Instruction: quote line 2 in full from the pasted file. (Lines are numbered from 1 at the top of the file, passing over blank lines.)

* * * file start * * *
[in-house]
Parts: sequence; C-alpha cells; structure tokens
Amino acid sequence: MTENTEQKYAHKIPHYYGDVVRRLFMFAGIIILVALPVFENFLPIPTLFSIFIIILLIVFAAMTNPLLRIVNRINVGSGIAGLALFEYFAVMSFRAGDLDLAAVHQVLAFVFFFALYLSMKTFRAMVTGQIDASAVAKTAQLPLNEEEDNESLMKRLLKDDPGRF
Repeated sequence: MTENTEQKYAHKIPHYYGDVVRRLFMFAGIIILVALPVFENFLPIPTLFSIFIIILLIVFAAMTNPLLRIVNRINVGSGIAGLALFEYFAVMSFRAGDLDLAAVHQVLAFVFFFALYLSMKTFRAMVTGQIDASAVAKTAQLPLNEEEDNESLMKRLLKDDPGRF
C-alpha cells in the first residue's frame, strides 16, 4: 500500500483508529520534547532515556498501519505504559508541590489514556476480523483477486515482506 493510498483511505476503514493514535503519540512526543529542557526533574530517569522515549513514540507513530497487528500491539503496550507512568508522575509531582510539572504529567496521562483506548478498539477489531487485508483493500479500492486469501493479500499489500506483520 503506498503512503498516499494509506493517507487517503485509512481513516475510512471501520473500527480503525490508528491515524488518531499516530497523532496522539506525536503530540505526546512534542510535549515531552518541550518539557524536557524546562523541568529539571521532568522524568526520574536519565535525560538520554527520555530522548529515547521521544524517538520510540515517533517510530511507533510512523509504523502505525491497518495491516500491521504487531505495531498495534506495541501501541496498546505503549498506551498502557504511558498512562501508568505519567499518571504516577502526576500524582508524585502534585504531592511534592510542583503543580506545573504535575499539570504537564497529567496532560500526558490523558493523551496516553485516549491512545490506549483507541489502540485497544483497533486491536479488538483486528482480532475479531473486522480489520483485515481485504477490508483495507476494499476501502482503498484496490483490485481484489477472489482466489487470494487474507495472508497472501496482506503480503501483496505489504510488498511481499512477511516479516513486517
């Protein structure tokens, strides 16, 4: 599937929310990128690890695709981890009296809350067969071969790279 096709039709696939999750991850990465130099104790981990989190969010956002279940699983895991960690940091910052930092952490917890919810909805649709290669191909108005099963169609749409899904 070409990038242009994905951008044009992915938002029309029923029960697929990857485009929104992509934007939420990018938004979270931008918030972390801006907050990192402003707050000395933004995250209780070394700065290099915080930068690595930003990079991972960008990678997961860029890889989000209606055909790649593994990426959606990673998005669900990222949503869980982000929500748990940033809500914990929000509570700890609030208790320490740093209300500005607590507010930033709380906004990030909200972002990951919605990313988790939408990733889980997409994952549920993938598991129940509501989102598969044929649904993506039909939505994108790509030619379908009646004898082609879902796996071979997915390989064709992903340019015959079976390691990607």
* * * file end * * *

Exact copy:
Parts: sequence; C-alpha cells; structure tokens